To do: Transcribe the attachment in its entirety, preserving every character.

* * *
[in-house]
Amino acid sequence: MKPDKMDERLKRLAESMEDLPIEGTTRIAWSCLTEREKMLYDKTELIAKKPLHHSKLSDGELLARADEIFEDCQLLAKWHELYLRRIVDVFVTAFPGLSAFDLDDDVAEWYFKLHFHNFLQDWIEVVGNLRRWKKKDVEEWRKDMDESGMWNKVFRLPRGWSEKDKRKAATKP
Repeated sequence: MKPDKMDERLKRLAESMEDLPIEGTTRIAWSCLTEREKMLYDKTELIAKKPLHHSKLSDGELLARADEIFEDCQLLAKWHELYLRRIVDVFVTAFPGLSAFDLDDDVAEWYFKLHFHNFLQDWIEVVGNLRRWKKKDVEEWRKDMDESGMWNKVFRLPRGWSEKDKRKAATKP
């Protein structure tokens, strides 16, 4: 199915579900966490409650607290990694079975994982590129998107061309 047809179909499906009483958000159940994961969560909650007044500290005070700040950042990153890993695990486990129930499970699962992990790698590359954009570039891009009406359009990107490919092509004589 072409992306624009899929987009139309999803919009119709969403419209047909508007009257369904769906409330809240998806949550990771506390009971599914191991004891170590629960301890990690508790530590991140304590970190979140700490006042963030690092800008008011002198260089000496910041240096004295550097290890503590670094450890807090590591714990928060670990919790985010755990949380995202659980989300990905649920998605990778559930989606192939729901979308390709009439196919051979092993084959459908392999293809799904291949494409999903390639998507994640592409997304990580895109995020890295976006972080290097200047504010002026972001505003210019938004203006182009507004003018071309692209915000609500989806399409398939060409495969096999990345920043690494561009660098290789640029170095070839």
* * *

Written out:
[in-house]
Amino acid sequence: MKPDKMDERLKRLAESMEDLPIEGTTRIAWSCLTEREKMLYDKTELIAKKPLHHSKLSDGELLARADEIFEDCQLLAKWHELYLRRIVDVFVTAFPGLSAFDLDDDVAEWYFKLHFHNFLQDWIEVVGNLRRWKKKDVEEWRKDMDESGMWNKVFRLPRGWSEKDKRKAATKP
Repeated sequence: MKPDKMDERLKRLAESMEDLPIEGTTRIAWSCLTEREKMLYDKTELIAKKPLHHSKLSDGELLARADEIFEDCQLLAKWHELYLRRIVDVFVTAFPGLSAFDLDDDVAEWYFKLHFHNFLQDWIEVVGNLRRWKKKDVEEWRKDMDESGMWNKVFRLPRGWSEKDKRKAATKP
């Protein structure tokens, strides 16, 4: 199915579900966490409650607290990694079975994982590129998107061309 047809179909499906009483958000159940994961969560909650007044500290005070700040950042990153890993695990486990129930499970699962992990790698590359954009570039891009009406359009990107490919092509004589 072409992306624009899929987009139309999803919009119709969403419209047909508007009257369904769906409330809240998806949550990771506390009971599914191991004891170590629960301890990690508790530590991140304590970190979140700490006042963030690092800008008011002198260089000496910041240096004295550097290890503590670094450890807090590591714990928060670990919790985010755990949380995202659980989300990905649920998605990778559930989606192939729901979308390709009439196919051979092993084959459908392999293809799904291949494409999903390639998507994640592409997304990580895109995020890295976006972080290097200047504010002026972001505003210019938004203006182009507004003018071309692209915000609500989806399409398939060409495969096999990345920043690494561009660098290789640029170095070839």